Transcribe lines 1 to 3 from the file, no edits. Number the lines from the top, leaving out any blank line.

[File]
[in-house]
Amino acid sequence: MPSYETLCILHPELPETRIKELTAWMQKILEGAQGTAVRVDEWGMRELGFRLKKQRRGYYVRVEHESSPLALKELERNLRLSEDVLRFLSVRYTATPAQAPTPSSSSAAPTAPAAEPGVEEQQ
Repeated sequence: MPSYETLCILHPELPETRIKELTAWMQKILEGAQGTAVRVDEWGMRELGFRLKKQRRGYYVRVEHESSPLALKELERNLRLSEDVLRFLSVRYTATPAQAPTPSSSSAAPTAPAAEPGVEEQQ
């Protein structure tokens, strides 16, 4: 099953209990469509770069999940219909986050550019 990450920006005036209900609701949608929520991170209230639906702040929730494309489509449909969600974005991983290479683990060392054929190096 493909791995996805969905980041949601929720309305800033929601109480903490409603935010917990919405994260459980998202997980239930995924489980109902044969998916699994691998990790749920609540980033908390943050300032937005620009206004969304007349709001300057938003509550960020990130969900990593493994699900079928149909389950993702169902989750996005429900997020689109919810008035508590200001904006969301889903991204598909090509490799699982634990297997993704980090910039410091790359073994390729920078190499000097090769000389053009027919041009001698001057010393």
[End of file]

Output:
[in-house]
Amino acid sequence: MPSYETLCILHPELPETRIKELTAWMQKILEGAQGTAVRVDEWGMRELGFRLKKQRRGYYVRVEHESSPLALKELERNLRLSEDVLRFLSVRYTATPAQAPTPSSSSAAPTAPAAEPGVEEQQ
Repeated sequence: MPSYETLCILHPELPETRIKELTAWMQKILEGAQGTAVRVDEWGMRELGFRLKKQRRGYYVRVEHESSPLALKELERNLRLSEDVLRFLSVRYTATPAQAPTPSSSSAAPTAPAAEPGVEEQQ